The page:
Last reviewed 3 September 2021

According to polling carried out by think tank IPPR Scotland, 88% of working-age people in Scotland would be willing to take part in shorter working time trial schemes set to be piloted by the Scottish government.

Over 80% said that they would support the introduction of a four-day working week with no loss of pay while a similar percentage believe that a four-day week would have a positive effect on their wellbeing.

In its accompanying report, Changing times: The future of working time in Scotland (available here), the think tank argues that a shorter working week, without loss of pay, would also help to narrow gender divides.

The Scottish government has announced plans to invest £10 million in trialling a four-day working week pilot scheme.

However, IPPR Scotland insists that any pilot must include a variety of workers and employers across the economy. Unless lower paid sectors are included, it points out, and those roles that may be less straightforward to reduce working time for — such as part-time work — pilots may not test the proposals properly.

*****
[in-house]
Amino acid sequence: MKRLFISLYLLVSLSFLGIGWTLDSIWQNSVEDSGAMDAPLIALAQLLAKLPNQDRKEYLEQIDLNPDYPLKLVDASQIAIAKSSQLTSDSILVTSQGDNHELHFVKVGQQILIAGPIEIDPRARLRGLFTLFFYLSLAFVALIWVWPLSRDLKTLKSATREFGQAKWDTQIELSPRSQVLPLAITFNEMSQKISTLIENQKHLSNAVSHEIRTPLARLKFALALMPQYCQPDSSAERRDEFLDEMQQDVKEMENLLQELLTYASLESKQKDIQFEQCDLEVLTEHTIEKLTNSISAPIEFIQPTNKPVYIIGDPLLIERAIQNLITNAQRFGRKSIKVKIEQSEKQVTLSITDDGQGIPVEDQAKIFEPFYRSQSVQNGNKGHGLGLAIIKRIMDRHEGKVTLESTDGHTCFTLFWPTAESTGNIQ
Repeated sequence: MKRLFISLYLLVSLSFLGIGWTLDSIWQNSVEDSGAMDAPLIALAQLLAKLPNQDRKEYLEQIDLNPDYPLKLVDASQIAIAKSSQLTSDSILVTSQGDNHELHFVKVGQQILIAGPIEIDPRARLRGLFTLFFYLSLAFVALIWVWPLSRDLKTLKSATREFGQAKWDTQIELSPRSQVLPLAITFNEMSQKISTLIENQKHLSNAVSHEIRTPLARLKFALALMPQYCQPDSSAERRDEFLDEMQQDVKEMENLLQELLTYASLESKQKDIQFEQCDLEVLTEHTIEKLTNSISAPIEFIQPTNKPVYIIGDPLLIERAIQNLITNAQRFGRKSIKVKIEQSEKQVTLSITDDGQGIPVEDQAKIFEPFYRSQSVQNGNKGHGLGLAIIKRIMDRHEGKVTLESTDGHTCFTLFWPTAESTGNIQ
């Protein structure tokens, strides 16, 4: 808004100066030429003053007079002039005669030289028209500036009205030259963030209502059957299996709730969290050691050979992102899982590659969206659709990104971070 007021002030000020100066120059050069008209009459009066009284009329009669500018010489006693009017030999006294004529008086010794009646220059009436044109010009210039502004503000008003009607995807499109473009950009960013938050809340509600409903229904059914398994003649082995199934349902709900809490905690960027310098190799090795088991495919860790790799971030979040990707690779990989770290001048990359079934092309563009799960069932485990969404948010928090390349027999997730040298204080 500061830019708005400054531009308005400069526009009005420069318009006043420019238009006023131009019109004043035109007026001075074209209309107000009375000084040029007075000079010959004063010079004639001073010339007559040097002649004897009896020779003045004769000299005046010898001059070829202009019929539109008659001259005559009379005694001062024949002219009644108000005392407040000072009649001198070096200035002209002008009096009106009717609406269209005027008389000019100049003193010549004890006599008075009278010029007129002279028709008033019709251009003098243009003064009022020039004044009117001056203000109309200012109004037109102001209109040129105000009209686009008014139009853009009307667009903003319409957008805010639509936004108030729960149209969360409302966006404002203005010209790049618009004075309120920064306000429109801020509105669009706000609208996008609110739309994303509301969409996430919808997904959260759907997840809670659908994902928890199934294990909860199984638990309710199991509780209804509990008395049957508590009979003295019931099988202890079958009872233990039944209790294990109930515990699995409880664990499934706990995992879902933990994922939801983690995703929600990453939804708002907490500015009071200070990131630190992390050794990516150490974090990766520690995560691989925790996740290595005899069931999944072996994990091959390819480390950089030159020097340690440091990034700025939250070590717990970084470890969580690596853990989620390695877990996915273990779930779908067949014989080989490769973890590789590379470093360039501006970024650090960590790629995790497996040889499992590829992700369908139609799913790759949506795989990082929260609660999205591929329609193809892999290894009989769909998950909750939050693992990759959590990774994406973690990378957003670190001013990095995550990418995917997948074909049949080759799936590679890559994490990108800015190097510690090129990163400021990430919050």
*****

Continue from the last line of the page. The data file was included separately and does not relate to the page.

Citing the experience of countries such as Iceland, New Zealand and Japan, researchers at the think tank argue that there are potential tangible benefits for employees, employers and Scotland as a whole if the opportunity of a four-day working week is seized.

“In this report, we propose a roadmap towards shorter working time in Scotland, while recognising that any progressive vision for how we work in the future must also prioritise the twin challenges of over-employment and under-employment,” it states.

Evidence from international case studies suggests, the report goes on, that, if managed effectively, the transition to shorter working time can also support workplace innovation that maintains or even boosts productivity.

Comment by Kate Palmer, HR Advice and Consultancy Director at Peninsula

Several cross-party MPs urged the UK Government in June 2020 to consider legalising a four-day week and it seems that the Scottish government has taken these opinions on board.

It will be interesting to see if the rest of the UK will follow along, as well as the impact a four-day week will have on the Scottish, and wider UK, economy.